Last year Ortiz hit .309 with 29 home runs and 98 RBI, driving his career total to 378 spread across a fine career with the Twins and Red Sox.
The quintessential lovable fat guy, Ortiz has a smile for everyone and has been extremely active in his community. He even once sued Jay Z!
Ortiz is hard for even a Yankee fan to hate.
While the White Sox legend smashed 521 home runs, Frank Thomas might be a questionable choice for this list.
Thomas isn't exactly fat rather enormous—so don't tell him I made fun of his weight. I don't want this monster after me.
Besides a Hall of Fame career, Thomas has become a beacon for baseball during it's darkest era, becoming one of baseball's biggest advocates for steroid testing.
Curt Schilling firmly falls into that "I can't believe he was a pro athlete" category.
Schilling has shut up the naysayers as the opinionated starter had 314 career wins and 3,116 strikeouts while never once stepping on a treadmill.
While he's not a bastion of physical fitness, Schilling has said what many of us have thought: A-Rod is bush league; Bonds is a cheater; and Man Ram is a bad teammate.
Gotta love this fat guy.
An instant Hall of Famer in 2001, this lifelong Twin was perhaps wider than he was tall.
Standing at just 5'8", pudgy Kirby Puckett won two World Series titles as the centerpiece of the Twins from 1984 to 1995 before his tragic death in 2006.
A mainstay on the American League All-Star team, Puckett made 10 consecutive appearances in the game.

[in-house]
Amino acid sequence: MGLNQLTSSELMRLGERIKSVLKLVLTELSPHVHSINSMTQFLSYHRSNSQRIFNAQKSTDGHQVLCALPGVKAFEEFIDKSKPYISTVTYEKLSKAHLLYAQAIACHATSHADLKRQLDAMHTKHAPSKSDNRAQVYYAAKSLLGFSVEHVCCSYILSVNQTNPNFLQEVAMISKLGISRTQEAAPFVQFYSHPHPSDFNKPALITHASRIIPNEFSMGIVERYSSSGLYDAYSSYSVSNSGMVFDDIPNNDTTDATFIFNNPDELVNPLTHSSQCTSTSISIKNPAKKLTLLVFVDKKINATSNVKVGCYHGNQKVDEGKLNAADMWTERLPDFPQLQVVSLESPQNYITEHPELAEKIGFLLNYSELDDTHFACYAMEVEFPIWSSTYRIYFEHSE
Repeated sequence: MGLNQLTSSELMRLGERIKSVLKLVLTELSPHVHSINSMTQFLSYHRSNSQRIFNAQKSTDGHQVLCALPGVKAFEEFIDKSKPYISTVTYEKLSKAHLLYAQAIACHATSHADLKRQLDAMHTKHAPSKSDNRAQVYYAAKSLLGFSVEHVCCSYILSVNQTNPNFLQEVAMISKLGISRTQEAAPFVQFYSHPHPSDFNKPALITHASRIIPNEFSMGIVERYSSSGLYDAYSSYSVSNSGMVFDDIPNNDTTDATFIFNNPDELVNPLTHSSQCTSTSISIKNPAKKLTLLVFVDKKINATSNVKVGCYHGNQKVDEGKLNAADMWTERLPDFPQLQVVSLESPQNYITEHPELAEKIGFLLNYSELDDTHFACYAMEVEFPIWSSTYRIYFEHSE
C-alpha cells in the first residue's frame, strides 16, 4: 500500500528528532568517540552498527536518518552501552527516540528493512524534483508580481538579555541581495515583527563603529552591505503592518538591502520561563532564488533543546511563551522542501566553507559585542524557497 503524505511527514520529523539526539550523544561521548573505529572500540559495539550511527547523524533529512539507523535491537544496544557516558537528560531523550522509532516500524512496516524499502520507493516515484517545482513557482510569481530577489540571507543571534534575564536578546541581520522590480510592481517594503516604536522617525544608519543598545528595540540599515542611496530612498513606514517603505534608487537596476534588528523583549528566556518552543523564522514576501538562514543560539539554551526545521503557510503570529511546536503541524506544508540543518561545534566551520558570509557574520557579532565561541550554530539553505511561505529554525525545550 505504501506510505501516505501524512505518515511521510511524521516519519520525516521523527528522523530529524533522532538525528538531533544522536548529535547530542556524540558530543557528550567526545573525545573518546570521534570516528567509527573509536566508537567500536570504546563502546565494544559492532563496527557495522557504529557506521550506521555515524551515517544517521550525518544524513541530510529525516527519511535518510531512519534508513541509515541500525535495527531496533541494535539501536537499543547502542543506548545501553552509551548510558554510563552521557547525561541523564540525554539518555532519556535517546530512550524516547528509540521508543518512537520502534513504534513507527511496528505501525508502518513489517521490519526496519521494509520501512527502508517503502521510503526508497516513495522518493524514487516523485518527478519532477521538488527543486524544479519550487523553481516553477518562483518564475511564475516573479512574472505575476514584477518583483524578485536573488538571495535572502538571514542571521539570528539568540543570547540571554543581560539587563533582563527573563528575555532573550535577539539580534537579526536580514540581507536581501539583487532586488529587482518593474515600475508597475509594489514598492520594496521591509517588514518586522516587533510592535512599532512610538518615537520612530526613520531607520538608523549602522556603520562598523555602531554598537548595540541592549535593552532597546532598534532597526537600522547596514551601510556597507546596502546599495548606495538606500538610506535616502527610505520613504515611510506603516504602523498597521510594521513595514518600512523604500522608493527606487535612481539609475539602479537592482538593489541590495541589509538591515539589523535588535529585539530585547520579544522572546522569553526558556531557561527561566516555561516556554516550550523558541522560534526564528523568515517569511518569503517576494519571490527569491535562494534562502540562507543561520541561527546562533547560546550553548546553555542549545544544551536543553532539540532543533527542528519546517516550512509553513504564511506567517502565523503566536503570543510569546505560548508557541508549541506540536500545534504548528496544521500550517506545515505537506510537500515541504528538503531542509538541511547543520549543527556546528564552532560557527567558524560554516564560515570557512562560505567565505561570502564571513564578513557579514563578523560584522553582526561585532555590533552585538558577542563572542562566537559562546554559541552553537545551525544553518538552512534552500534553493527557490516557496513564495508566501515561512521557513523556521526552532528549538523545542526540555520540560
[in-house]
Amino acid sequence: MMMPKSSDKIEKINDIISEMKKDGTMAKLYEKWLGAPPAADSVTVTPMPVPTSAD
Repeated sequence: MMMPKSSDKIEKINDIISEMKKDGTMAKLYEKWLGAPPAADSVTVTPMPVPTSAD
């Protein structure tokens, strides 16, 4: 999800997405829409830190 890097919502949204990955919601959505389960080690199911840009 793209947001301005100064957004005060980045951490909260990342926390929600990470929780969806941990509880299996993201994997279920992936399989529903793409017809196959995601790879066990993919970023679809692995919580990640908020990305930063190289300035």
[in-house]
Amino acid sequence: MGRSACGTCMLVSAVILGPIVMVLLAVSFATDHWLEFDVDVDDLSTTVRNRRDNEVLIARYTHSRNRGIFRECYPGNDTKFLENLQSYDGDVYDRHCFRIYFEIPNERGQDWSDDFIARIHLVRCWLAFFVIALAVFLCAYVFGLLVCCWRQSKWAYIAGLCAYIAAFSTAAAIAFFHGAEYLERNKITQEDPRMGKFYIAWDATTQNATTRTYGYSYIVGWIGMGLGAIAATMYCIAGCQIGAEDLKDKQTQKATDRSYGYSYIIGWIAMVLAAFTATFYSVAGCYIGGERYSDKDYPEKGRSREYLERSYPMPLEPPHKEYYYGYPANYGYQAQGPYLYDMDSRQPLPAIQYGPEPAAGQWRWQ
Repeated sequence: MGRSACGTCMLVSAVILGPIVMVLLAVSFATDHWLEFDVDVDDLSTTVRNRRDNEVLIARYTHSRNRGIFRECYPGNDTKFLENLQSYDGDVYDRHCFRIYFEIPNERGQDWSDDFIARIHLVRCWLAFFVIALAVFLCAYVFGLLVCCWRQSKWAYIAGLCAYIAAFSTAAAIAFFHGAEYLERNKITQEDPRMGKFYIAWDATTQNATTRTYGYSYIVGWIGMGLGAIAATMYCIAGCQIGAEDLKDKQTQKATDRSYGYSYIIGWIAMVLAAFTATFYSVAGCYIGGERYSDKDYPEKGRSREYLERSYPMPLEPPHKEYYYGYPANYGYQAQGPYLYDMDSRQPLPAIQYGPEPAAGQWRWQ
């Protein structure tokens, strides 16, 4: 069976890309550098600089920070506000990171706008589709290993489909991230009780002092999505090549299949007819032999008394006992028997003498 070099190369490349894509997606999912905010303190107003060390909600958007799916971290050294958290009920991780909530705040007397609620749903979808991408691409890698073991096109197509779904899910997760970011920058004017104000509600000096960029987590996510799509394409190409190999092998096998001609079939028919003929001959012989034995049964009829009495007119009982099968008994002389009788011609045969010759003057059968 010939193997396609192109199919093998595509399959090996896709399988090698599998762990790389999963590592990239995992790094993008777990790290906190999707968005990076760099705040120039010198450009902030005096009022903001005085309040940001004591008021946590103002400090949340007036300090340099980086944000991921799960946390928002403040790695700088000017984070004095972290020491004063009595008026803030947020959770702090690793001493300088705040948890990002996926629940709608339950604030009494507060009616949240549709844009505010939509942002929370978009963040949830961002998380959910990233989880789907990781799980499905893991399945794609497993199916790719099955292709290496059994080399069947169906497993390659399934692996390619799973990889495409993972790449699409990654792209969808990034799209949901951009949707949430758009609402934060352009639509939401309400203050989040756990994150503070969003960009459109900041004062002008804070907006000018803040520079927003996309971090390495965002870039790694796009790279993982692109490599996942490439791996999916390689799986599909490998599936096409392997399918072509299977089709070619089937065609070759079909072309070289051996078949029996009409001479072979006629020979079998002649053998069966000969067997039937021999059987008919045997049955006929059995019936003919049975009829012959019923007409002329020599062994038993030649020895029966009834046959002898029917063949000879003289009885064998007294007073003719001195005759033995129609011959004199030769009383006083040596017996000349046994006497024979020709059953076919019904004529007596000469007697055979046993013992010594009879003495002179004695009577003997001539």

However, never once was he mistaken at the game for the svelte Ricky Henderson.
The only thing that has creeped up higher than Jim Thome's home run totals during his career is his Body Mass Index.
If I would have told you that in 1992 Jim Thome would have been on a fat guy list, you'd have slapped me. However, early 1990s Thome looks more like JJ Walker than he does like the current years Thome model.
While he has transformed physically throughout his career, he's been consistently good at the plate. In 2011, Thome became a member of baseball's exclusive 600 home run club.
A 3000 hit legend, Tony Gwynn never met a fastball—or a fast food restaurant—he didn't like.
His playing weight has been listed at 5'11", 185 lbs which is a massive stretch. Gwynn is firmly among the elite of baseball history's fat guys.
Like Thome, he was another guy who ballooned up later in his career.
Gwynn was living proof positive that weight gain has some drawbacks—he never had more than 17 stolen bases in his final 12 seasons—and benefits—nearly all of his limited career power came in his last handful of seasons.
Babe Ruth is the player that gave chubby kids—and every player on this list—hope that one day they could be a superstar without any restraint at the dinner table.
The Bambino terrorized nightclubs as well as opposing pitchers during his storied career, ending it with a .342 career average and 714 home runs.
While he lived hard—and without restraints—Ruth was an extremely charitable figure who goes down as perhaps the greatest baseball ever.